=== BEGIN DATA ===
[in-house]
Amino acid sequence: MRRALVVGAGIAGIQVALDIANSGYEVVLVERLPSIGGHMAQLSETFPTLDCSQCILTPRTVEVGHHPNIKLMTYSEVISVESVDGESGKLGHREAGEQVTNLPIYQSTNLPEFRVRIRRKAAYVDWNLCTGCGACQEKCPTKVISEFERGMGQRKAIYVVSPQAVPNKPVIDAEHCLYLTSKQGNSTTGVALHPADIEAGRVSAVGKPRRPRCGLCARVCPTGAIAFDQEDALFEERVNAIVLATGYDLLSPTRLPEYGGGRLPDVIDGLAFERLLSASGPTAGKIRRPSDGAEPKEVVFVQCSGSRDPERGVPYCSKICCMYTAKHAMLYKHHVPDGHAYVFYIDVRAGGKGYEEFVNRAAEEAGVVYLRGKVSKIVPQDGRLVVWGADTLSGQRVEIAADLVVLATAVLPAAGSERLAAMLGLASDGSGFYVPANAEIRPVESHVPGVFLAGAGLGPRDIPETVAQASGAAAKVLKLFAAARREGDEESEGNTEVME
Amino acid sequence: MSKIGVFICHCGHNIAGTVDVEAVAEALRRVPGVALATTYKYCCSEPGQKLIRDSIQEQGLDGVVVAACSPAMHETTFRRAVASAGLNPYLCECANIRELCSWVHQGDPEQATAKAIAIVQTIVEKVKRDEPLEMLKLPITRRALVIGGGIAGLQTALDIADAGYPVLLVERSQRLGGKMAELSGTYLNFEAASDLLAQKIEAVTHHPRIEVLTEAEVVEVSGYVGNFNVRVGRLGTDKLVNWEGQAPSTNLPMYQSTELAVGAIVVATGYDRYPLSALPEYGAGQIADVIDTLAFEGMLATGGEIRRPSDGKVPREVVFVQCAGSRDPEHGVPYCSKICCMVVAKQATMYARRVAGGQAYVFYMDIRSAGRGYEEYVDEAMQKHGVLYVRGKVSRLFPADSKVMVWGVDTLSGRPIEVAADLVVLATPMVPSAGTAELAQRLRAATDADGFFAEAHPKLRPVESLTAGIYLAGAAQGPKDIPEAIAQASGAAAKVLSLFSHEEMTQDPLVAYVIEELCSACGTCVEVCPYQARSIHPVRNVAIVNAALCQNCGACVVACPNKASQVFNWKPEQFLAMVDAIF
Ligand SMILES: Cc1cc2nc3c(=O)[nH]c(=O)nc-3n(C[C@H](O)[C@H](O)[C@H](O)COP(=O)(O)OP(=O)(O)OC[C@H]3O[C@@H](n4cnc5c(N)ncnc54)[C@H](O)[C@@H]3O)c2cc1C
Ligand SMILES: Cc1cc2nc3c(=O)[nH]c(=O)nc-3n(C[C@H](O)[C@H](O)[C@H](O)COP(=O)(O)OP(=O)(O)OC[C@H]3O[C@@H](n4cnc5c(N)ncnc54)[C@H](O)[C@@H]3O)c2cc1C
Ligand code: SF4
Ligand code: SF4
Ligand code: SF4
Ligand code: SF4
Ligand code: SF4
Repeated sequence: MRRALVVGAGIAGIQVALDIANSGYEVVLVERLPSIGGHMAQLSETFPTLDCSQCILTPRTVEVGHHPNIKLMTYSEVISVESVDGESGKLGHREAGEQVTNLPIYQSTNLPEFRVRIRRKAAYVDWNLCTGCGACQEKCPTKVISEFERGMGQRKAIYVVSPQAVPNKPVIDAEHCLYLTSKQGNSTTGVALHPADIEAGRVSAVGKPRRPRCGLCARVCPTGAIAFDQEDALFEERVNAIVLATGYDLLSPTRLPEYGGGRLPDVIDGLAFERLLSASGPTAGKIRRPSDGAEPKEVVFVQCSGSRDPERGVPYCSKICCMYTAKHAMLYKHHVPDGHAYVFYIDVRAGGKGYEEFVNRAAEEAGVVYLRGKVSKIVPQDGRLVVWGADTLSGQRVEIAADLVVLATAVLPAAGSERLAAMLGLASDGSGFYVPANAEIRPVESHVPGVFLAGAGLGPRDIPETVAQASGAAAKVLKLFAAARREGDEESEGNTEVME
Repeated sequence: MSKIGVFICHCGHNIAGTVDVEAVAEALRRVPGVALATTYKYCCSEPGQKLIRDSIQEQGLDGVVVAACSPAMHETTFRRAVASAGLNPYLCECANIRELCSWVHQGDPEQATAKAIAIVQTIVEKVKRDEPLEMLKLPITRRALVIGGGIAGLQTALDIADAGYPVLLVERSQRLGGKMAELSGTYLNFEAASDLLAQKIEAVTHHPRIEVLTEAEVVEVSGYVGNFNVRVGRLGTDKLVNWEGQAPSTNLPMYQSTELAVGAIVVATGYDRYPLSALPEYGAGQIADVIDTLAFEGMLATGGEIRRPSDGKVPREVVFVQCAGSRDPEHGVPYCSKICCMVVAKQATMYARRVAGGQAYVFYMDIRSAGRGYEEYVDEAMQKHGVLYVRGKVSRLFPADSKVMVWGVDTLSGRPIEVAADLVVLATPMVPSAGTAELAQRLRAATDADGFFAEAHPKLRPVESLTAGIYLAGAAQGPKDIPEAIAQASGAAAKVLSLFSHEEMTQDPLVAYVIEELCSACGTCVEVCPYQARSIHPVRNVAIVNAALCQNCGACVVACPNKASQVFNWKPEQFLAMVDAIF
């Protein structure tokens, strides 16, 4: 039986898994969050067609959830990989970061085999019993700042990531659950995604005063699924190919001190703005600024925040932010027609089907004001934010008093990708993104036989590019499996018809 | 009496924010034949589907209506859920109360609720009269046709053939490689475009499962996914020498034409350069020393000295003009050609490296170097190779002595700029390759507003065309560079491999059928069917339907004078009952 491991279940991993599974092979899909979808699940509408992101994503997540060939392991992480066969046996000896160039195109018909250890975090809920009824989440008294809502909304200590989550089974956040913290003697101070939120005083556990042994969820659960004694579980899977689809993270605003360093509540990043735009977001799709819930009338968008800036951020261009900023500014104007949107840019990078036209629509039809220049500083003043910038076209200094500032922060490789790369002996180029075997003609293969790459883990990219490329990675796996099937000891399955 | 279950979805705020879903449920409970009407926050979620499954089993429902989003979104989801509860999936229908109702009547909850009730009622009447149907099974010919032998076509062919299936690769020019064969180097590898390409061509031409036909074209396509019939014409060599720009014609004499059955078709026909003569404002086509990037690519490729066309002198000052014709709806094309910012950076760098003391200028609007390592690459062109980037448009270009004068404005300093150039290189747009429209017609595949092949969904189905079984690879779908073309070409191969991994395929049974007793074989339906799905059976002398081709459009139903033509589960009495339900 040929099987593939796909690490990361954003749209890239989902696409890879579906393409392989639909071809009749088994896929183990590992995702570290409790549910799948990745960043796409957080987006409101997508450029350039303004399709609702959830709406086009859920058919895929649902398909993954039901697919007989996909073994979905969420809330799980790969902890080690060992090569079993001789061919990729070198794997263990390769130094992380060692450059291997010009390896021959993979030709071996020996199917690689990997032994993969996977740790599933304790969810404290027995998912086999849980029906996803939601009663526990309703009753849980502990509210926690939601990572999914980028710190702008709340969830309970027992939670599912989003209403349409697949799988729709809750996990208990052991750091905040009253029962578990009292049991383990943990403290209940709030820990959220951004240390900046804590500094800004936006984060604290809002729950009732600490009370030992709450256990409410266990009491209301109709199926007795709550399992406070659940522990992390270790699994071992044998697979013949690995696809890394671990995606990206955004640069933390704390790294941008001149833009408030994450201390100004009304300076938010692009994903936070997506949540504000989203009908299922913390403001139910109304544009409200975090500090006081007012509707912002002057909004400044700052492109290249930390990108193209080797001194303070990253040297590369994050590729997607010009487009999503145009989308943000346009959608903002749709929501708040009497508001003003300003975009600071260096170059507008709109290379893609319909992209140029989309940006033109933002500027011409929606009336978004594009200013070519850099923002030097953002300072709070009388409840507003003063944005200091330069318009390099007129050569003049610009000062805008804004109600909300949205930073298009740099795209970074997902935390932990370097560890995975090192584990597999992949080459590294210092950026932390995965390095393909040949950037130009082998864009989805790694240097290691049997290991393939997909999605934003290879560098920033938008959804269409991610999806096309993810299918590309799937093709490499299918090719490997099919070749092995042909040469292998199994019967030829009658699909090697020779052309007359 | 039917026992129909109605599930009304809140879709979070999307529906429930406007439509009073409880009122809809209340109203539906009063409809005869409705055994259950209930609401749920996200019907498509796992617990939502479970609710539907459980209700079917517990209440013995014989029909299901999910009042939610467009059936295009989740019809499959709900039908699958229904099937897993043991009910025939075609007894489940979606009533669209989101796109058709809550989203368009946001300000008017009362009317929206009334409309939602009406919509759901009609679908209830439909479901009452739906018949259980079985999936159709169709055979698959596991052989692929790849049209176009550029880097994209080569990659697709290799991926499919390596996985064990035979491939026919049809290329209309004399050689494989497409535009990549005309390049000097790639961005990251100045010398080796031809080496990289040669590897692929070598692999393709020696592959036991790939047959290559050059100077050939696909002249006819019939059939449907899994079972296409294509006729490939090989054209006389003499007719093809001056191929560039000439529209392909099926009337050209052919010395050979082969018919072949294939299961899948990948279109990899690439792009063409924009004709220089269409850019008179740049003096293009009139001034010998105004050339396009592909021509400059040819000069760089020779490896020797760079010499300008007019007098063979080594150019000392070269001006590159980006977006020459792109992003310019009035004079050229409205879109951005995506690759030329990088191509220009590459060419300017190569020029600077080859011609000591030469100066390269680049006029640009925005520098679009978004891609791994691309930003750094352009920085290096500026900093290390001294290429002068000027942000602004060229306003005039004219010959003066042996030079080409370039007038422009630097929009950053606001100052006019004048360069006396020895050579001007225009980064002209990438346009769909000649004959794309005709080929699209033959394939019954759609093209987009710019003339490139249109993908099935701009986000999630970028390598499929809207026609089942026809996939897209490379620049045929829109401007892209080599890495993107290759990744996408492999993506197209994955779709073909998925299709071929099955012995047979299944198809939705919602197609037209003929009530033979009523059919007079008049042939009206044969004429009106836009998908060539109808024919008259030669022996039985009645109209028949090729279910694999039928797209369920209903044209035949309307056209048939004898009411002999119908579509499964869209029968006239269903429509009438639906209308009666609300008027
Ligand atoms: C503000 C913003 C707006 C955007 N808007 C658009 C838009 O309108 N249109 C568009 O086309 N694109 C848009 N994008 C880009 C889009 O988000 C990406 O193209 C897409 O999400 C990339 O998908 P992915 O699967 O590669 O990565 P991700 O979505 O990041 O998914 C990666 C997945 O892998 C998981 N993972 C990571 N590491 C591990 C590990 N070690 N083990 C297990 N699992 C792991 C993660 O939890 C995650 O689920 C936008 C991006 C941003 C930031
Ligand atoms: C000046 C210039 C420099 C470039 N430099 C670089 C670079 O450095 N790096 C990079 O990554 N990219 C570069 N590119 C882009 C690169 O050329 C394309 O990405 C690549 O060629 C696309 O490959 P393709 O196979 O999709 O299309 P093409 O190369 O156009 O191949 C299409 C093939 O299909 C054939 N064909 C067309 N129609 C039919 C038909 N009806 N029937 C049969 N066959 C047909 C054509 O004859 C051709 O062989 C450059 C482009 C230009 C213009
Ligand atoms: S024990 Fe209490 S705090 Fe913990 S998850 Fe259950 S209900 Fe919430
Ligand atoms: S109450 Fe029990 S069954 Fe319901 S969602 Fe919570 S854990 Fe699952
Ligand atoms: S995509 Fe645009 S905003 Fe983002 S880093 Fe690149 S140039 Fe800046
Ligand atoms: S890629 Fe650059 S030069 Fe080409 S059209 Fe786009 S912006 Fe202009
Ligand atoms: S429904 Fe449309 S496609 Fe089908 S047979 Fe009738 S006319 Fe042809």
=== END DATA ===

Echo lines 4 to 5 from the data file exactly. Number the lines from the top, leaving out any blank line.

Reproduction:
Ligand SMILES: Cc1cc2nc3c(=O)[nH]c(=O)nc-3n(C[C@H](O)[C@H](O)[C@H](O)COP(=O)(O)OP(=O)(O)OC[C@H]3O[C@@H](n4cnc5c(N)ncnc54)[C@H](O)[C@@H]3O)c2cc1C
Ligand SMILES: Cc1cc2nc3c(=O)[nH]c(=O)nc-3n(C[C@H](O)[C@H](O)[C@H](O)COP(=O)(O)OP(=O)(O)OC[C@H]3O[C@@H](n4cnc5c(N)ncnc54)[C@H](O)[C@@H]3O)c2cc1C